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Peruvian miners tell of hope, anguish

By Mauricio Munoz and Carla Salazar

Associated Press

Published: Wednesday, April 11 2012 8:11 p.m. MDT

Peru's President Ollanta Humala, center left wearing a white shirt, waves as he stands with nine rescued miners, wearing sunglasses, after they were freed from the Cabeza de Negro gold-and-copper mine in Yauca del Rosario, Peru, Wednesday April 11, 2012. The miners had been trapped inside since April 5. (AP Photo/Martin Mejia)

Associated Press

YAUCA DEL ROSARIO, Peru — Peruvian miners trapped for six days in an abandoned copper mine prayed and wept during moments of intense anguish, then told each other jokes and even danced to hold onto hope before they finally walked free Wednesday.

The miners, ranging in age from 23 to 58, walked out without assistance about an hour after dawn from a reinforced tunnel that rescuers had built as they removed more than 26 feet of dirt and rock.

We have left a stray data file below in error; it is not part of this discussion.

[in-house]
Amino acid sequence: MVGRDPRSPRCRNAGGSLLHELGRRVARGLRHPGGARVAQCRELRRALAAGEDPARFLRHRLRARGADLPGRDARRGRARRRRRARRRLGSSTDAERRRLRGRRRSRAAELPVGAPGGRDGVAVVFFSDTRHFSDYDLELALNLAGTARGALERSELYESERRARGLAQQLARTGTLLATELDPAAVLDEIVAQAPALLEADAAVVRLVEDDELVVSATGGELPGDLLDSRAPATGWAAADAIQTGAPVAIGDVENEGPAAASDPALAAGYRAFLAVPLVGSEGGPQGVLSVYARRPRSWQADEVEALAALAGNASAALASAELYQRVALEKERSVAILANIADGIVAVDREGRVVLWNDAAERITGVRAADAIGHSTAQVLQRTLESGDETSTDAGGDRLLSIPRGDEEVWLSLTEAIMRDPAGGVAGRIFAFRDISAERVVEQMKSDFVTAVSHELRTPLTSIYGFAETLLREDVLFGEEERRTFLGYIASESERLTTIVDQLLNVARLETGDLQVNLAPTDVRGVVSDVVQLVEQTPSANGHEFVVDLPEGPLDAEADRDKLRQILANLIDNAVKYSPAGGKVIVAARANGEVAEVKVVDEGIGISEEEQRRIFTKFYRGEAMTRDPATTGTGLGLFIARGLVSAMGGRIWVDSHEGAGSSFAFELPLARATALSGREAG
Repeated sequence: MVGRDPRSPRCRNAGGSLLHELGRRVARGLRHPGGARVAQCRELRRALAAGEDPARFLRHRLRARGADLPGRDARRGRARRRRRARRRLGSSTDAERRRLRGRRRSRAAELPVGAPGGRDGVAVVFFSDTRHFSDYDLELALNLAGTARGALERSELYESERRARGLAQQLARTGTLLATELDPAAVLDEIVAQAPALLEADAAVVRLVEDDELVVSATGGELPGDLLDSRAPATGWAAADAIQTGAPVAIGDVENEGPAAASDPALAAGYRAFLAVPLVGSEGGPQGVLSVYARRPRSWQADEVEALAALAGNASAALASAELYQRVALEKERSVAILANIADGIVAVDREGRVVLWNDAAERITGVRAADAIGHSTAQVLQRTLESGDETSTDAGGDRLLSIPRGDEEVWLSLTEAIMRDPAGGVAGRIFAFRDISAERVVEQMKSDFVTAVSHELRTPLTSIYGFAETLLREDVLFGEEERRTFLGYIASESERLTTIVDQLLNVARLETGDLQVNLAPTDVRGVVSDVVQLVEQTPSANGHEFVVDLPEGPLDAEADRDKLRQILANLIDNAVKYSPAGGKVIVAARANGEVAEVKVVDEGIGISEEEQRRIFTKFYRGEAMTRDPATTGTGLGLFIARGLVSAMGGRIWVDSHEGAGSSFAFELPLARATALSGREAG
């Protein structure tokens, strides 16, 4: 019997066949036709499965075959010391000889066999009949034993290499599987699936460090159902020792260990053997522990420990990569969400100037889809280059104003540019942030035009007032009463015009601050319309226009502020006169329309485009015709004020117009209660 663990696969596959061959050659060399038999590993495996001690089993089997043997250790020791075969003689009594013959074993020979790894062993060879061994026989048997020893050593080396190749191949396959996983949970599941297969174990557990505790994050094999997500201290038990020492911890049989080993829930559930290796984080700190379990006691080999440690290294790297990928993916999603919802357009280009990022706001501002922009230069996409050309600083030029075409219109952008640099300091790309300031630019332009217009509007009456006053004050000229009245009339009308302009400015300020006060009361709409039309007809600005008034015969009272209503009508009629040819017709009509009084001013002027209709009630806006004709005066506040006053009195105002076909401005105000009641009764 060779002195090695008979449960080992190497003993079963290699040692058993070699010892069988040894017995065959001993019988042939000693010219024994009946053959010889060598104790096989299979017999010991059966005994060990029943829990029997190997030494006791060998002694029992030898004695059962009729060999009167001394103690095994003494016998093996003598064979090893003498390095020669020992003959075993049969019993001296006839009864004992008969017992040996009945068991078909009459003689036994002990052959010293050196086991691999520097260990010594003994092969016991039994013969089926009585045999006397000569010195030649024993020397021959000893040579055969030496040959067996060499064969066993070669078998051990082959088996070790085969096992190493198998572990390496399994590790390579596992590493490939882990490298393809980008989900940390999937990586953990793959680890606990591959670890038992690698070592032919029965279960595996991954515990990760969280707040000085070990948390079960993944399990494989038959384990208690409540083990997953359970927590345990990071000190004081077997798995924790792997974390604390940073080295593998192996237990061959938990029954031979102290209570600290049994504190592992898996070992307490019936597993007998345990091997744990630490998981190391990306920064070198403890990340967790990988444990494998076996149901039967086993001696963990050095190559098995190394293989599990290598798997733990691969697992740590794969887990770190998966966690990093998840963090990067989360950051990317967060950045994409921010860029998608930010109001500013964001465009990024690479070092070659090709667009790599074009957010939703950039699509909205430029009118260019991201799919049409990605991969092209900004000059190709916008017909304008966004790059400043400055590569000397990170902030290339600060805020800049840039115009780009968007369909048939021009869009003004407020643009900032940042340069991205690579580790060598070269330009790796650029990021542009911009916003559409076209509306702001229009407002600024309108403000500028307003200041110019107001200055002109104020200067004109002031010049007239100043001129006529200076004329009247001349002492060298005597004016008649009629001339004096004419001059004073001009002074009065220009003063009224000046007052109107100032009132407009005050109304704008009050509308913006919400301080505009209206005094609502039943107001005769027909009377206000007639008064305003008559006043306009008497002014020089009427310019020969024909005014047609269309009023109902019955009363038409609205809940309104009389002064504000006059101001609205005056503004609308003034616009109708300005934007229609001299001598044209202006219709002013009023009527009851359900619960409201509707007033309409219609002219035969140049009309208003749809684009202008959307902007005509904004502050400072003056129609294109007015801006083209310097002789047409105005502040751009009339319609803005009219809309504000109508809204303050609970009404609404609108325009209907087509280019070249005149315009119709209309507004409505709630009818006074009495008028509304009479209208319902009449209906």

"On the second day, we were saying that they weren't going to get us out, that we were going to die in there," said Santiago Tapia, 21, the youngest of the miners. Tapia spoke with The Associated Press at the Social Security Hospital in Ica, where all the miners were taken to recover from dehydration.

"Inside, we prayed, we cried. We also cried with our relatives outside who were desperate," said Tapia, the father of a 2-year-old daughter.

Other moments were lighter. "We conversed, we told each other jokes, talked about our lives, things that had happened to us," Tapia said. "We also talked about politics, a bit of everything. We made ourselves laugh so we wouldn't feel bad inside there."

The miners wore sunglasses and were covered with blankets when they walked free. President Ollanta Humala was there to greet them after spending the night at the mine 150 miles southeast of the capital of Lima.

The miners were trapped by a cave-in triggered by an explosion they themselves had set.

They had communicated with rescuers through a hose, in place before the collapse, by which they also received food and medicine during their ordeal in a horizontal shaft dug into a mountainside.

It became their lifeline. "Thanks to that hose we are now still alive," Tapia said.

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